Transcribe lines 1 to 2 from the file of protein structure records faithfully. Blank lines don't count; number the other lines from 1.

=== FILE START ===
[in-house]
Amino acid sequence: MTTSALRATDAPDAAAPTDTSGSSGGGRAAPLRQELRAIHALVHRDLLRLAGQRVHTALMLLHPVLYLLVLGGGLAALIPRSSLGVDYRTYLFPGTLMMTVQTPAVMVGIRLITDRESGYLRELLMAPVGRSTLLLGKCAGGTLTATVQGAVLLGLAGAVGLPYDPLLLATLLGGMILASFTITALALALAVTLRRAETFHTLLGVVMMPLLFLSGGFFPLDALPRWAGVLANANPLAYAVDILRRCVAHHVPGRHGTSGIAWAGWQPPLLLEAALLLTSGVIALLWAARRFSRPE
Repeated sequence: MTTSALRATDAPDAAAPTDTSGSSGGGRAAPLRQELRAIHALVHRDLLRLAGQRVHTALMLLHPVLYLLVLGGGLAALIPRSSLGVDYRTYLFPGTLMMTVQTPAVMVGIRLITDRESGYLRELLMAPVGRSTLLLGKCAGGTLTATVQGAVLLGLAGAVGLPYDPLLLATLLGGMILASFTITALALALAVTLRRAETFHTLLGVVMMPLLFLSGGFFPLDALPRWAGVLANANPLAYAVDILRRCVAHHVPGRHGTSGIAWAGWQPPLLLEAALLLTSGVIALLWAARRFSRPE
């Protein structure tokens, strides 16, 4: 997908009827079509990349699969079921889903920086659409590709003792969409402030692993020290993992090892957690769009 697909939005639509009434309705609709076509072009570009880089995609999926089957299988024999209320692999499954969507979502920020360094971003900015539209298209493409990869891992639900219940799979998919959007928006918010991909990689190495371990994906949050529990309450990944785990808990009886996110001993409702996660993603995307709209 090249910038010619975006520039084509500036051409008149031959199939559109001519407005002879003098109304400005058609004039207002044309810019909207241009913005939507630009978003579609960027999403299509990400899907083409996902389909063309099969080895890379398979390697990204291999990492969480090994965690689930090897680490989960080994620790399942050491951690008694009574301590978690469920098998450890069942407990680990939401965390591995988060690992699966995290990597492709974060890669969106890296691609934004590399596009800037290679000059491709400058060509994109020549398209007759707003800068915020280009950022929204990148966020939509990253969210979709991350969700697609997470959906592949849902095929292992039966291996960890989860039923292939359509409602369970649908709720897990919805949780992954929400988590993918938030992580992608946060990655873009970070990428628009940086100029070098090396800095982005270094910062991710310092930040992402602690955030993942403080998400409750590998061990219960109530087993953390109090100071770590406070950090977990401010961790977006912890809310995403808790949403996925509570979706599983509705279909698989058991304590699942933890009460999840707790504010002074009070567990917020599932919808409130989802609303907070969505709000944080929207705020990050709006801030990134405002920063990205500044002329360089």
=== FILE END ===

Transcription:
[in-house]
Amino acid sequence: MTTSALRATDAPDAAAPTDTSGSSGGGRAAPLRQELRAIHALVHRDLLRLAGQRVHTALMLLHPVLYLLVLGGGLAALIPRSSLGVDYRTYLFPGTLMMTVQTPAVMVGIRLITDRESGYLRELLMAPVGRSTLLLGKCAGGTLTATVQGAVLLGLAGAVGLPYDPLLLATLLGGMILASFTITALALALAVTLRRAETFHTLLGVVMMPLLFLSGGFFPLDALPRWAGVLANANPLAYAVDILRRCVAHHVPGRHGTSGIAWAGWQPPLLLEAALLLTSGVIALLWAARRFSRPE